"I know. But before... I was the nerdy kid and you were the awesome jock, and then you weren't here because you were in the army, which is a culture so supportive of alternative sexuality, and then you were fucking your way through every woman in town until you knoc-" He stopped, his head still buried against Jim's shoulder, his arms holding on hard around Jim's body. "You want to tell me when there would have been a good time?"

Jim very gently pushed him away.

Blair's face was a patriotic study – red and white skin and blue, watery eyes. "Well, hey," he said with heart-breaking brightness. "I got a good-bye kiss out of this debacle. Can't be all bad."

"No, it wasn't all bad. But, Blair." It was Jim's turn to plead. "I can't... I won't hurt Carolyn like that. And, god, next time you want to tell someone about your big gay love for them don't introduce the subject the day after their kid's fucking funeral." Jim's voice wobbled.

Blair bent to pick up the bag. "Yeah, I know, loyalty, it's a good thing. Makes you admirable. Not like that would-be home-breaking shit, Blair Sandburg. And timing. I get it."

"I never asked you who bought the bike." Jim's throat was closed.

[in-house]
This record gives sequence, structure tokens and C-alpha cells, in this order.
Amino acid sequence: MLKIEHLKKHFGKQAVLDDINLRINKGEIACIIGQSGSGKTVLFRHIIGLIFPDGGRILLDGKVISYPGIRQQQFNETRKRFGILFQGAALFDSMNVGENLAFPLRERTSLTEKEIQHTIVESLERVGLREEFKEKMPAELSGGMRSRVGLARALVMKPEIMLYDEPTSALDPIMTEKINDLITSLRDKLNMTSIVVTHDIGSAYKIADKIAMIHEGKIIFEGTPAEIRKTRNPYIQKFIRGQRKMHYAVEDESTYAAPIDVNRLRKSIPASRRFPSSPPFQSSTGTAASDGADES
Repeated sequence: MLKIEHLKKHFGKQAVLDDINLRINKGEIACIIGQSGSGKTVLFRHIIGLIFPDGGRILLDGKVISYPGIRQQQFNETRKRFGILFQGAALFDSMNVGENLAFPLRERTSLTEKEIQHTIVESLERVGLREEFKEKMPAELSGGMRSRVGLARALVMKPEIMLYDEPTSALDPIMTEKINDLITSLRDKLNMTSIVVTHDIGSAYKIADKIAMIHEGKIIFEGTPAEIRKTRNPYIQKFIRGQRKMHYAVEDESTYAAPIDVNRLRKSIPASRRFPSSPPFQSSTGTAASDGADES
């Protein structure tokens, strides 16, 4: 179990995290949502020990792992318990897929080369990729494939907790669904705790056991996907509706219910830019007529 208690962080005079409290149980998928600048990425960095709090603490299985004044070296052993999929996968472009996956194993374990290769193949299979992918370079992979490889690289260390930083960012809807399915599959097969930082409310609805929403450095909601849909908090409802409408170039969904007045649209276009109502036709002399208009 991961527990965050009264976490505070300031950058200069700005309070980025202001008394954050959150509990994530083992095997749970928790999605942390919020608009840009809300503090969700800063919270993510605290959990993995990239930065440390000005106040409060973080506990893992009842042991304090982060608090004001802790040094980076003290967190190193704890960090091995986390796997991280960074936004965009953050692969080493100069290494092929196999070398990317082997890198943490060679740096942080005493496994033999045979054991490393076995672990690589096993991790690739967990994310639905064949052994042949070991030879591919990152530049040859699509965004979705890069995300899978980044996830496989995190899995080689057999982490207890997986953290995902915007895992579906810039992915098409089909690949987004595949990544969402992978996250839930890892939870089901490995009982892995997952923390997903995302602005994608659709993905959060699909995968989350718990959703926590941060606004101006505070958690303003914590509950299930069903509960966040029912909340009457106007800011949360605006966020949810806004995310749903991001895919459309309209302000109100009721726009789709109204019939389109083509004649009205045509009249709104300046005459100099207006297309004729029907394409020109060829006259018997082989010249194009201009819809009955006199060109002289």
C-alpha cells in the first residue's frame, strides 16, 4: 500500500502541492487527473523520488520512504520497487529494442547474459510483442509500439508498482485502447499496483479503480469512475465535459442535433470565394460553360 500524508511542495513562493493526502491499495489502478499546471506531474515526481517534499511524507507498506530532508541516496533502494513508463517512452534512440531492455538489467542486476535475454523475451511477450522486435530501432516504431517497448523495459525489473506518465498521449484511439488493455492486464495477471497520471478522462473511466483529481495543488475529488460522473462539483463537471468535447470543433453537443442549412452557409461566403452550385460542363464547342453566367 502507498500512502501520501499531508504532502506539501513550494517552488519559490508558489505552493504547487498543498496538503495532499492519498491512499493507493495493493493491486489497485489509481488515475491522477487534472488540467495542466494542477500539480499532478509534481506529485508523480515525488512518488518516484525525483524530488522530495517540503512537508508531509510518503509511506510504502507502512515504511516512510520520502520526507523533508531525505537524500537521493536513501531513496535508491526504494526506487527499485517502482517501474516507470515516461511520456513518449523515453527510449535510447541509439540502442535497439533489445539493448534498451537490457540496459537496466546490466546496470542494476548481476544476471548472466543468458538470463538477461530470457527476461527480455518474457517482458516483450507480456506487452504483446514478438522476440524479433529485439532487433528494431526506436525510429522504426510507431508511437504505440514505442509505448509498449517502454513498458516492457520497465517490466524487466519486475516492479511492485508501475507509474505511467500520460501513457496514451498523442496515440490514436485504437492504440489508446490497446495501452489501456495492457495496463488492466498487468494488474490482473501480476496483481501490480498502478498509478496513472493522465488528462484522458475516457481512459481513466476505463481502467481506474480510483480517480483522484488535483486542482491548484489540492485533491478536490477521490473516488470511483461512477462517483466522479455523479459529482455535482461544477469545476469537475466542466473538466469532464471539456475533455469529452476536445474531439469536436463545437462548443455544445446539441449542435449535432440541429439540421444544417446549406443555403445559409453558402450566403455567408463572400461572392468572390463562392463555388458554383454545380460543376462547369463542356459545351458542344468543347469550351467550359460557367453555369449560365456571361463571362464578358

"Some collector in Oregon. I guess we'd better take the goods safe back home to the garage." Blair's back was turned, but Jim could hardly miss the swipe at his eyes. "I need the cash."

Blair secured the bag, and sat and turned the bike towards Jim, towards the sealed road that would take them back to town. "Come on, man. Last ride," he said, and smiled.


Carolyn rubbed at a smudge of dirt on her hands. "What do you think?"

Jim considered for a moment. "I think that if we get any more scientific about positioning this furniture you and I could get diplomas from MIT."

That surprised a tiny yelp of laughter out of Carolyn. "It's not a big space, that's for sure." Her face glowed, and for a moment Jim remembered that he loved her. He did.

"How about we splash out with a meal at Hanrahatty's?" Jim asked "We can walk there in five. Celebrate being at the centre of all things." He tried to make that a joke and not bitter irony.

"I don't know. We've taken a hole out of our money – the deposit and everything..."

"And we've worked hard all day and we deserve a break. A celebration." He stopped as Caro's face changed, and he realised just what he'd said.